Flash technology isn’t just for storing your most critical data anymore. Thanks to all-flash storage arrays with super-efficient, in-line deduplication capabilities, flash can now be the most cost-effective choice for your less critical storage needs as well.

This can be illustrated by two use cases we’ve developed for EMC’s all-flash, solid-state clustered storage system, XtremIO. The first is virtual desktop infrastructure. I know what you’re thinking—why would you want to use the most expensive storage for one of the less expensive applications, virtual desktops? To provide a consistent desktop experience and to save money, actually.

The fact is, when you look at a multiple virtual desktop environment and analyze what’s stored on the traditional C-drive for those desktops, it is probably 80 to 90 percent the same for each desktop. It’s true. If you check out your laptop versus your neighbor’s laptop versus his neighbor’s laptop, the operating system that sits on each laptop is identical. What’s unique—the background and files that make you you—is only 10 to 20 percent of the actual data that is stored on a desktop.

XtremIO provides ultra-efficient in-line deduplication along with flash technology to drastically reduce the footprint of that 80 percent of duplicate data stored on your VDI without impacting performance. With a 10-to-1 deduplication ratio, that means if you have to buy 5,000 drives to serve your VDI now, you will only need to buy 500 drives using XtremIO.

Yes, the flash storage array is more expensive per unit but the fact that you need only a fraction of the number of units means you will save considerable money using the right flash storage array.  Because XtremIO has a “secret sauce” which leverages flash technology behind its superior in-line deduplication technology, you won’t sacrifice VDI performance. So you can do 10-to-1 or even 20-to-1 consolidation without the user feeling any impact as they use their virtual desktop.

Not only that, but using the flash array will also use less power and less space in your data center, hence it’s greener.  Just imagine providing 10 times more capacity than what’s physically available with de-dupe and reducing the power/space requirements by 10 times compared to a traditional deployment.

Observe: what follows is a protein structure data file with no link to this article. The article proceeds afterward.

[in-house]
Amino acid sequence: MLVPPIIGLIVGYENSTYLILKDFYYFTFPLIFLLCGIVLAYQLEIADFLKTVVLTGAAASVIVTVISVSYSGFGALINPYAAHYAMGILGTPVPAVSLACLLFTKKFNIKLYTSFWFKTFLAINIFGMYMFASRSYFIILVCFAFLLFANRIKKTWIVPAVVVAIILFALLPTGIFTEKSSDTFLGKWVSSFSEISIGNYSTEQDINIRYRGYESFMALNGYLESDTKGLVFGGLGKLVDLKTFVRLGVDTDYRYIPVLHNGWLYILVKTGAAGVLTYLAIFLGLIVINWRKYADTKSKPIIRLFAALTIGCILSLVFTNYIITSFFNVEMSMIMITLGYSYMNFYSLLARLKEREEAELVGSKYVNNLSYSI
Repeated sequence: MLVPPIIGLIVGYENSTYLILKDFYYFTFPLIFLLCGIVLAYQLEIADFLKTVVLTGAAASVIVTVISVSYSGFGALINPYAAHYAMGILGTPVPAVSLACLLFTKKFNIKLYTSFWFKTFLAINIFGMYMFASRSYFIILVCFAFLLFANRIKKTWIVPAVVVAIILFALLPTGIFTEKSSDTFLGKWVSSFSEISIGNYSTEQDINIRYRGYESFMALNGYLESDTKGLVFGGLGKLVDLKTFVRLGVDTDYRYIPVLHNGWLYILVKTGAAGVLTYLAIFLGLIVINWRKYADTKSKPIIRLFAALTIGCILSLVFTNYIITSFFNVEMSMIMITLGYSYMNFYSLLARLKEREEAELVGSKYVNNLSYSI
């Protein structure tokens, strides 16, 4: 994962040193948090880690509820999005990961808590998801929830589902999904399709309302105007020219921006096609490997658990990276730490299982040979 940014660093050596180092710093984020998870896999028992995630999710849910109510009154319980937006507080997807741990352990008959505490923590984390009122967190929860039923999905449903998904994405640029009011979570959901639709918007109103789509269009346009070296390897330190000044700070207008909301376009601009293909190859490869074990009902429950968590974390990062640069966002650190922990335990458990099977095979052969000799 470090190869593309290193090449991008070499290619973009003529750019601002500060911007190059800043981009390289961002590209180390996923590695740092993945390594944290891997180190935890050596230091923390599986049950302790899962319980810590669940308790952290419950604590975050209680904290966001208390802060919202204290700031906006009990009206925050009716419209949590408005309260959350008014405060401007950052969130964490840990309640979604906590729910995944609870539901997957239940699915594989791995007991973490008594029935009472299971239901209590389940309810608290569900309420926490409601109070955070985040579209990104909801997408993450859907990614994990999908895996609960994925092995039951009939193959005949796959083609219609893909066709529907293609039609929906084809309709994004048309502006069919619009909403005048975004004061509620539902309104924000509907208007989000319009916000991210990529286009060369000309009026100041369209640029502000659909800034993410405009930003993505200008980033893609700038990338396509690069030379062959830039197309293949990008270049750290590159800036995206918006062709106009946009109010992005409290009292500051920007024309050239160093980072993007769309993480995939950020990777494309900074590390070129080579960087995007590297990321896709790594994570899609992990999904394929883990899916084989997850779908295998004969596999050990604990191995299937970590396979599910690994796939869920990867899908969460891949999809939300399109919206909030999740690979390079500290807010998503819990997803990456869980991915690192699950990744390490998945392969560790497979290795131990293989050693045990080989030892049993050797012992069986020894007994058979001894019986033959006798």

So what does it require? Converting to all-flash storage is pretty much like any type of storage migration. You need to wheel in your new array and copy data over to it. Depending on how you do it you might or might not see downtime. XtremIO will do deduplication as you are copying the data over, only copying the bits that are different from what was copied before.

Shrinking App Dev Storage

The second use case is reducing storage costs for application development. With the advent of virtualization, creating environments for application development is easier than ever. So as we work on app development, we tend to spin up multiple environments for the development process. For each app project, we generally generate a production environment, a data recovery (DR) environment and multiple development environments. Some projects can use several times that many. This makes sense, because it’s cheaper and faster to spin up a lot of different environments for a given application. The problem is that every one of these environments still consumes a large storage footprint. So we may be using a lot less CPU because of virtualization but we are using a lot more storage.

By using XtremIO, you can consolidate a project’s, let’s say nine, copies of dev and test environments that are all using the same seed data into one storage environment. The idea is to match the storage technology to the compute technology—we want to be able to scale out a lot of environments without scaling out a lot of storage.

These are only two of the instances where all-flash storage arrays with superior in-line deduplication have saved EMC IT money on services, power and data center space. And we are only beginning to leverage the capabilities that XtremIO can deliver. Little wonder that it is one of the fastest growing storage products in EMC’s portfolio. There’s definitely going to be fewer spinning drives out there in the months ahead.

Paul Divittorio

Paul Divittorio

Sr. Director, Cloud Infrastructure, Distinguished Engineer, Dell IT
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